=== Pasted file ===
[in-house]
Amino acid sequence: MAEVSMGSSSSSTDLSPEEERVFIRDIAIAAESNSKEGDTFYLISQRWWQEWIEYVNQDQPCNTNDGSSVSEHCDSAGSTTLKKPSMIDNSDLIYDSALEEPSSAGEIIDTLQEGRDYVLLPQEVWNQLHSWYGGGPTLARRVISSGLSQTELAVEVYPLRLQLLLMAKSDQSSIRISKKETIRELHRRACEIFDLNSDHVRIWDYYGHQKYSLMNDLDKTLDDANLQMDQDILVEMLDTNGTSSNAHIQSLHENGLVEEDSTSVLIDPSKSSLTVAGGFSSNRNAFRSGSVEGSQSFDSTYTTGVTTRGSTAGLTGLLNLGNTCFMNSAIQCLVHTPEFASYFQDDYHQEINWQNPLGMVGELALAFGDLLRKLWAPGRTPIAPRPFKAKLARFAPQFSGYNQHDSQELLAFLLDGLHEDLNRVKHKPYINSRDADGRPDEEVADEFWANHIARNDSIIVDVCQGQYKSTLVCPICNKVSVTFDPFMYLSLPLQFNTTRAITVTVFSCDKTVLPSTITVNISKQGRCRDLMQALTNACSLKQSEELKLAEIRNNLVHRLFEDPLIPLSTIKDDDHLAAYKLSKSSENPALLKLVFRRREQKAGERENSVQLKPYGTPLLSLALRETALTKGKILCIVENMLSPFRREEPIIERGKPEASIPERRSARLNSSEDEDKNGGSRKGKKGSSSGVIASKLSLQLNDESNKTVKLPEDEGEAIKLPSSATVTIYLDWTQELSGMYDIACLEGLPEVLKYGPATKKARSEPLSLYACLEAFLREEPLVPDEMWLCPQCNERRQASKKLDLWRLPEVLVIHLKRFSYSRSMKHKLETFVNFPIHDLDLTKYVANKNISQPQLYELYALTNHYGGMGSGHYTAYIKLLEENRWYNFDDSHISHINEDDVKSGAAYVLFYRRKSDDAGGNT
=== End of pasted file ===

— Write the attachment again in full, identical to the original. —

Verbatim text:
[in-house]
Amino acid sequence: MAEVSMGSSSSSTDLSPEEERVFIRDIAIAAESNSKEGDTFYLISQRWWQEWIEYVNQDQPCNTNDGSSVSEHCDSAGSTTLKKPSMIDNSDLIYDSALEEPSSAGEIIDTLQEGRDYVLLPQEVWNQLHSWYGGGPTLARRVISSGLSQTELAVEVYPLRLQLLLMAKSDQSSIRISKKETIRELHRRACEIFDLNSDHVRIWDYYGHQKYSLMNDLDKTLDDANLQMDQDILVEMLDTNGTSSNAHIQSLHENGLVEEDSTSVLIDPSKSSLTVAGGFSSNRNAFRSGSVEGSQSFDSTYTTGVTTRGSTAGLTGLLNLGNTCFMNSAIQCLVHTPEFASYFQDDYHQEINWQNPLGMVGELALAFGDLLRKLWAPGRTPIAPRPFKAKLARFAPQFSGYNQHDSQELLAFLLDGLHEDLNRVKHKPYINSRDADGRPDEEVADEFWANHIARNDSIIVDVCQGQYKSTLVCPICNKVSVTFDPFMYLSLPLQFNTTRAITVTVFSCDKTVLPSTITVNISKQGRCRDLMQALTNACSLKQSEELKLAEIRNNLVHRLFEDPLIPLSTIKDDDHLAAYKLSKSSENPALLKLVFRRREQKAGERENSVQLKPYGTPLLSLALRETALTKGKILCIVENMLSPFRREEPIIERGKPEASIPERRSARLNSSEDEDKNGGSRKGKKGSSSGVIASKLSLQLNDESNKTVKLPEDEGEAIKLPSSATVTIYLDWTQELSGMYDIACLEGLPEVLKYGPATKKARSEPLSLYACLEAFLREEPLVPDEMWLCPQCNERRQASKKLDLWRLPEVLVIHLKRFSYSRSMKHKLETFVNFPIHDLDLTKYVANKNISQPQLYELYALTNHYGGMGSGHYTAYIKLLEENRWYNFDDSHISHINEDDVKSGAAYVLFYRRKSDDAGGNT